Whether you're a PC, console or smartphone gamer, there's a wealth of accessories that promise to improve your experience – and your score. But from mechanical keyboards to high dynamic range monitors the choices and jargon can be confusing. Here is our selection of the best gaming peripherals, whatever you play on. There are as many "ultimate" PC gaming set-ups as there are PC gamers – because the range of possibilities is vast and it's such a subjective process. With the mouse, for example, a lot will depend on how big your hands are and whether you prefer to lay your hand flat across the mouse or hold it in a claw-like grip.


Understand AI by Watching Machine Learning Learn Video Games.

#artificialintelligence

Easy way to understand artificial intelligence by watching how machine learning learns to play video games. If you aren't sure what machine learning is it is a subset of artificial intelligence. The videos go from the very beginning where the character learns from the very start of how to play the video game. Then the character gets better and better. Thought this would be a great way to help people understand machine learning via video games.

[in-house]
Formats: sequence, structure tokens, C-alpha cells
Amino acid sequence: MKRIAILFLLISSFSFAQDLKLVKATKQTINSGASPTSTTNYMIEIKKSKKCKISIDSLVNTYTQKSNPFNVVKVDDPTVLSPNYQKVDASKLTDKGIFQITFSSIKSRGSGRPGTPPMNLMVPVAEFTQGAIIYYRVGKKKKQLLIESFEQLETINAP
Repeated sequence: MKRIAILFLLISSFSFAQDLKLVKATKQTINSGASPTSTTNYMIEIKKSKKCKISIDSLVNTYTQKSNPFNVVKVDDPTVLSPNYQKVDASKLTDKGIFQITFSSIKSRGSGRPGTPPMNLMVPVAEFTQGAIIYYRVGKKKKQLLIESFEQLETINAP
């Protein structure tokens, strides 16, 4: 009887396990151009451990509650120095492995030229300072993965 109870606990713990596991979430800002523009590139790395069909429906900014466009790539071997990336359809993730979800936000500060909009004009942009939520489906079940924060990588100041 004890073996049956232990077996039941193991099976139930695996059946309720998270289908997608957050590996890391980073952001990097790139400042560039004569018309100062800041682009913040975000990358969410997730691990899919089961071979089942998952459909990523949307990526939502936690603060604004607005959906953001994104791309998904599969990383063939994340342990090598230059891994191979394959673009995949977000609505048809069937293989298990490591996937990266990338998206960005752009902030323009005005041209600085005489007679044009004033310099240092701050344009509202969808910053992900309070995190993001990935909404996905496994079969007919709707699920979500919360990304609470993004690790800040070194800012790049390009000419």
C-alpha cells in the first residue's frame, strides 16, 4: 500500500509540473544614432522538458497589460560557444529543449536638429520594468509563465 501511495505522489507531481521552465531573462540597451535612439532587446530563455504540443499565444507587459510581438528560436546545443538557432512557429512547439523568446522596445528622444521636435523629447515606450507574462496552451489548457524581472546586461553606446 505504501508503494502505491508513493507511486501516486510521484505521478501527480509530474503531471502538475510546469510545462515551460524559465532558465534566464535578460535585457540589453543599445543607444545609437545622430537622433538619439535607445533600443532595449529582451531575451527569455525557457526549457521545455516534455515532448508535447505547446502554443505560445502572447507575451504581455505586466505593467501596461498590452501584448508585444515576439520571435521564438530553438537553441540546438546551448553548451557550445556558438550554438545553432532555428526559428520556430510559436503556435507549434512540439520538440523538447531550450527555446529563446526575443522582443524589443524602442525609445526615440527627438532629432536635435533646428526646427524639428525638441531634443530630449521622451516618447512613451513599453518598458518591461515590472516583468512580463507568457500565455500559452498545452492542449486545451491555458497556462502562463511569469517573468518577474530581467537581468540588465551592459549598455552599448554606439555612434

'This raises the bar': Microsoft introduces first lead trans character in a major video game

The Guardian

At Microsoft's X019 event in London on Thursday, the company revealed a range of major new titles for the Xbox and PC. But in an industry which has often struggled with representation and diversity of lead characters, one announcement stood out. The latest narrative adventure game from the acclaimed French studio Dontnod will have a transgender man as its lead character – a first for a major game release. Named Tell Me Why, and launching in spring 2020, the game follows identical twins Alyson and Tyler Ronan, who grew up in a small community in Alaska and are reunited after a key event drove them apart 10 years ago. Through the game, the player has to understand what drove the characters from each other, investigating their shared memories while exploring the town and talking to local inhabitants.